This year feels like a year for reading projects!
I’ve had the first one in mind for ages: The Poirot Project: I absolutely love the 1920s and 30s and am also rather fond of Agatha Christie! Though I have always been rather obsessed with the Poirot tv adaptations starring David Suchet, I’ve only ever read a couple of the actual books – the shame! So, I’ve decided to read at least one Poirot mystery a month; here is my plan for the next few months:
I’m also intrigued by Christie as a person and fancy reading some non-fiction about her. Any recommendations are appreciated😉. And look at the covers for January and February – I’m in love with these vintage looking, naked hardback editions!
Project 2: World War II fiction and nonfiction: As I have German roots and have lived here in the UK for most of my life, I have a very personal interest in this time period and therefore like to read as much as I can from both sides of the channel. I’ve built up quite a themed collection of books on my tbr shelves and would like to dedicate significant time to immerse myself properly. Here’s a list of my books so far- some I’ve already read and will review in the near future:
Orphan Monster Spy: Matt Killen. This was on the Costa children’s category shortlist this year and is the story of a Jewish teenager, who loses everything but survives because of her Arian appearance. By chance she meets an English spy and a bond develops, leading her to enter a Nazi elite boarding school to fulfil a crucial mission.
Heimat: Nora Krug ( Belonging is the translated title). This is Nora Krug’s memoir of her journey to discover the stories of her family’s wartime past in Nazi Germany and to understand how her life as a German woman living in America today has been shaped by her personal past and that of the German people. It is absolutely stunning in its layout – mixed media, graphic novel storytelling, significant artefacts from the past, reflection on what it is to be German…
Dear Mrs Bird: A J Pearce. Emmy wants to become a war correspondent, to make a real difference during difficult times. But instead, by mistake, she manages to land herself a job as a typist assistant for Mrs Bird, the agony aunt of a failing women’s magazine. She secretly begins to answer the letters deemed unsuitable by the imposing, extremely conservative Mrs Bird.
Salt to the Sea: Ruta Sepetys. Told from multiple perspectives, this tracks the journey of several refugees desperately seeking freedom in East Prussia towards the end of World War II. A ship, the Wilhelm Gustav promises them survival…Salt to the Sea is based on a real event that I haven’t come across before.
Ich war dabei. Geschichten gegen das Vergessen: Gudrun Pausewang. (sadly not translated into English as far as I know. A collection of short stories about childhood in the Third Reich.)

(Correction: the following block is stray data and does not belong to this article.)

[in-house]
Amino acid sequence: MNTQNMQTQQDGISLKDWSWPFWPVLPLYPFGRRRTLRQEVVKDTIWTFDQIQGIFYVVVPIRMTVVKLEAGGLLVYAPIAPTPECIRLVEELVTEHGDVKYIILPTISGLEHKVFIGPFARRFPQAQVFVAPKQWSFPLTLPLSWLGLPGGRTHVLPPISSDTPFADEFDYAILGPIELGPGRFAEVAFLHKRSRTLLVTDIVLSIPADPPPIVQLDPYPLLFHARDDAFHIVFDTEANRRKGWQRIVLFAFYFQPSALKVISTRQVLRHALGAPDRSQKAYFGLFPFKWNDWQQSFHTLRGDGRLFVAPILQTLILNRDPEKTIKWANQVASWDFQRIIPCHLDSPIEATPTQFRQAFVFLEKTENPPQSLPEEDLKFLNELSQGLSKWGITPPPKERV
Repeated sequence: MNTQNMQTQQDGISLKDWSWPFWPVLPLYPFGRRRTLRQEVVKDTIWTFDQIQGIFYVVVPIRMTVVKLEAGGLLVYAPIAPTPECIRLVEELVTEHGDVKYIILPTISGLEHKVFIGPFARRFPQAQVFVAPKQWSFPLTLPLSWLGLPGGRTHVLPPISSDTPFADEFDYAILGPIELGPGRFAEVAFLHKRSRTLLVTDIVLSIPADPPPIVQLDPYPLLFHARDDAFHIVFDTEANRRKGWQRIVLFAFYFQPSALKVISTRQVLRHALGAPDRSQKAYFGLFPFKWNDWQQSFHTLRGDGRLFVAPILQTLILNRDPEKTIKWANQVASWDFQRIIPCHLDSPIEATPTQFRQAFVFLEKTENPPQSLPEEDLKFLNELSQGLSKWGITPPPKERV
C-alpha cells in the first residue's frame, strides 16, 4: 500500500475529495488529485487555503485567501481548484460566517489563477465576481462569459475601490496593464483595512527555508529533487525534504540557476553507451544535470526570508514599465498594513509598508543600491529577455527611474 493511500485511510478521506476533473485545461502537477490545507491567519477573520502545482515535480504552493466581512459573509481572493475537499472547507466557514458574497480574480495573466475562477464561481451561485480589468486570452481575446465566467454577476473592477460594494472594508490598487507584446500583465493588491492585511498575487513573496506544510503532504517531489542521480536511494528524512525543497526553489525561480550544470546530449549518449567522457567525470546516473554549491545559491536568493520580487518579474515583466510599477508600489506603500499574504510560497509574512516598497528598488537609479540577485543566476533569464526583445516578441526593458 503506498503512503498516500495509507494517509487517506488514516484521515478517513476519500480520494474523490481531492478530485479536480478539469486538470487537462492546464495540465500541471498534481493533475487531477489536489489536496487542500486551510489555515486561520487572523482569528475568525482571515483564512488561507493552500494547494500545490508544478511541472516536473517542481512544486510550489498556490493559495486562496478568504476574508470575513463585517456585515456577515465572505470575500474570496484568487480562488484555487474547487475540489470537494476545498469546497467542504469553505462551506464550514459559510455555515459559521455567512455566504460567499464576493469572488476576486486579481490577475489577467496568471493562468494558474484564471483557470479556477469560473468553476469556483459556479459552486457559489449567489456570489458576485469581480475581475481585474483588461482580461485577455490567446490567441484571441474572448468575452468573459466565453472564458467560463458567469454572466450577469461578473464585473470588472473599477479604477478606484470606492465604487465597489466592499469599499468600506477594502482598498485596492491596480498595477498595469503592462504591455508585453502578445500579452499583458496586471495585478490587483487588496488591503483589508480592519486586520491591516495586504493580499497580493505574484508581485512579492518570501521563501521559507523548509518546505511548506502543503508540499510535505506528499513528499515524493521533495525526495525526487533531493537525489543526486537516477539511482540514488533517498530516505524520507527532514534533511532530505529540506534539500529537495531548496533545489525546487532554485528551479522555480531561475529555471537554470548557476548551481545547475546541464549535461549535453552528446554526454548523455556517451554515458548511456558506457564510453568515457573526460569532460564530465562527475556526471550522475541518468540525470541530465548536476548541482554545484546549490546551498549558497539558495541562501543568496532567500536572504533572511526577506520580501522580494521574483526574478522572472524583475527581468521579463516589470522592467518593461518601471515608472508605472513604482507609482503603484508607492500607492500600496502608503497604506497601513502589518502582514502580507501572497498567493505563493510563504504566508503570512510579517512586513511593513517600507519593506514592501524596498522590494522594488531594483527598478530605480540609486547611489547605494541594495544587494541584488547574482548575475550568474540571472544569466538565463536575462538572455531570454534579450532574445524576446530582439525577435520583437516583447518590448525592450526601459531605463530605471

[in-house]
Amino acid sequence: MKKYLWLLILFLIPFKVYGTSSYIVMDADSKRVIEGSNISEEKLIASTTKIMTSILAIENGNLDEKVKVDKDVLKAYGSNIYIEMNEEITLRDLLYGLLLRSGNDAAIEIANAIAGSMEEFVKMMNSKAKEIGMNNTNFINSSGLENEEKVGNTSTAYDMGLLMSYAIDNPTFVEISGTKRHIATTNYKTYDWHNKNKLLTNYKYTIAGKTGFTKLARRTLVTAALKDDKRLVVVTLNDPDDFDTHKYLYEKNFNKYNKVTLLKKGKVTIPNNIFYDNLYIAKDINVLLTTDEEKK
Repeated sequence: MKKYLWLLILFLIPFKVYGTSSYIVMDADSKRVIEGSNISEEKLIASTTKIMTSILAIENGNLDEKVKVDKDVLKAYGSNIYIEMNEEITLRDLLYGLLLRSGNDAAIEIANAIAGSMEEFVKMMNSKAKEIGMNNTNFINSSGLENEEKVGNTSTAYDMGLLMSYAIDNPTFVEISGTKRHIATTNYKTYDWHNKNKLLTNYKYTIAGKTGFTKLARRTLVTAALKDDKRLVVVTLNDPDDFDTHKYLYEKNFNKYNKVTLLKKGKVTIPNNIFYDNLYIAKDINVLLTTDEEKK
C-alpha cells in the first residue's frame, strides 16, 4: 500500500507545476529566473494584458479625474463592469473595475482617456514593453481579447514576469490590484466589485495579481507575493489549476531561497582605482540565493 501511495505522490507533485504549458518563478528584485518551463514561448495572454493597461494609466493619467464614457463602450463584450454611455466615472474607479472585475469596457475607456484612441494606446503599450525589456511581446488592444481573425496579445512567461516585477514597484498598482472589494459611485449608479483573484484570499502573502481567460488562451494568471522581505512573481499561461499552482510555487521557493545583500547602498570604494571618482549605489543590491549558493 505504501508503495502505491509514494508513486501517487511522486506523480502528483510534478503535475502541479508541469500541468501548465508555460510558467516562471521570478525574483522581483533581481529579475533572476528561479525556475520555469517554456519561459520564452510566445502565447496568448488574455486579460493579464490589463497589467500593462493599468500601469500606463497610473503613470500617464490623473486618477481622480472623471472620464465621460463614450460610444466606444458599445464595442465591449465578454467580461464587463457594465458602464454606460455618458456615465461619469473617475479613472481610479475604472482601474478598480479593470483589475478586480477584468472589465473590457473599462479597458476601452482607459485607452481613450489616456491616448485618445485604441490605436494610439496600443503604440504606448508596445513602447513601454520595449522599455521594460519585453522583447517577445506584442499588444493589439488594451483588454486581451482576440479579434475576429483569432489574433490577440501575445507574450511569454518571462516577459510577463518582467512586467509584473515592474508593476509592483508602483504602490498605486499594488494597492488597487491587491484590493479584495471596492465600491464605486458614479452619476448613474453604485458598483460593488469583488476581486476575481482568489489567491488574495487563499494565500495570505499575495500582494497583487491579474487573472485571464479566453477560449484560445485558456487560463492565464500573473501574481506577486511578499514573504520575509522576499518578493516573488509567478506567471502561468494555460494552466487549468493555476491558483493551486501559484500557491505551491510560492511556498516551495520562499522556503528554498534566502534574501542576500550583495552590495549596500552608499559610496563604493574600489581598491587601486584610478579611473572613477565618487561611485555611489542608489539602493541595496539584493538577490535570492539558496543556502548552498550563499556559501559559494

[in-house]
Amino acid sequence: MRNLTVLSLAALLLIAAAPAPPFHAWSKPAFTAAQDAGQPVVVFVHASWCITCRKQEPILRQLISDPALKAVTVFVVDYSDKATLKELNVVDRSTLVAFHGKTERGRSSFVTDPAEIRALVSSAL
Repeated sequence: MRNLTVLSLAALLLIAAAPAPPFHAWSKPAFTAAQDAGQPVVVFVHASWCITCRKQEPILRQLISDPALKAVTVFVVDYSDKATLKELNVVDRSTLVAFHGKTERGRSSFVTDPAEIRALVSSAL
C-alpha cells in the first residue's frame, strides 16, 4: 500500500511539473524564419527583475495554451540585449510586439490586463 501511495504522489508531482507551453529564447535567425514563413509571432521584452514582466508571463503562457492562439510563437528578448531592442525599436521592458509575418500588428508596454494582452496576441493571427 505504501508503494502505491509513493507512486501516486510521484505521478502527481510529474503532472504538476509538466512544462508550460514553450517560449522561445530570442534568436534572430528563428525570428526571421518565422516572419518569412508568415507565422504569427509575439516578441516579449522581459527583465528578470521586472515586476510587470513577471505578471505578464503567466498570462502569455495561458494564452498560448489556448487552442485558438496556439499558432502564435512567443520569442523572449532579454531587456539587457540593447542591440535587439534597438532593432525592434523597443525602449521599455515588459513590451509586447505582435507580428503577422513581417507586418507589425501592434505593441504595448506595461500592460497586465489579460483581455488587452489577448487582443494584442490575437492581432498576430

Project 3: Read some classics from on my shelves that I haven’t read before: I’ve read a fair number of classics and definitely have my favourites but I also love collecting classics (only the ones that speak to me though, you won’t find any Dickens) and so there are a fair few waiting to be read! In 2019 I want to read:
*Something by Nancy Mitford (I have Love in a Cold Climate, Don’t ask Alfred and The Pursuit of Love)
*Something by Virginia Woolf (Orlando, To the Lighthouse, The Years)
*Something by Elizabeth von Arnim (Vera, Elizabeth and her German Garden, Fräulein Schmidt and Mr Anstruther, The Enchanted April)
*Stella Gibbons: Westwood
*Barbara Pym: Excellent Women
Have you got any projects planned for this year? If so, tell me about them – I am loving all the booktube videos featuring reading plans for 2019 😊
P.S. I nearly forgot: Project 4: Read some German books!!! Looking through my goodreads from last year I realised how few German books I actually read. I am a translator by profession and spend a significant amount of my days reading German as part of that. Yet somehow, I’ve near enough stopped reading in German for pleasure. This must change! So, I’ve invested in a couple of books to get me back on track:
Die Fotografin: Petra Durst-Benning. This is the first in a new series following the adventures of Mimi Reventlow, who becomes a photographer in 1911 despite the odds being stacked against her.
Deutsches Haus: Annette Hess. In 1963, a young translator called Eva is asked to translate during the Frankfurt Auschwitz Trails, giving a voice to victims and learning about a time in her country’s past that she has until this point known little about. For any German TV series lovers, Hess wrote Weisensee and Ku’Damm 56/59 – so I know this is going to be brilliant.
Nesthäkchen und der Weltkrieg: Elsy Ury. I have very fond childhood memories of my Omi reading me the Nesthäkechen series of children’s books at bedtime during my summer holidays in Bayern. It follows the life of Annemarie Braun, from being a little girl in Berlin during Kaiser times, all the way to old age. This one concerns the First World War and is the only one I don’t know – it wasn’t reprinted after World War 2 due to its nationalist content being seen as inappropriate. This version has a preface by Marianne Brentzel, who has researched the life and work of Ury in great detail.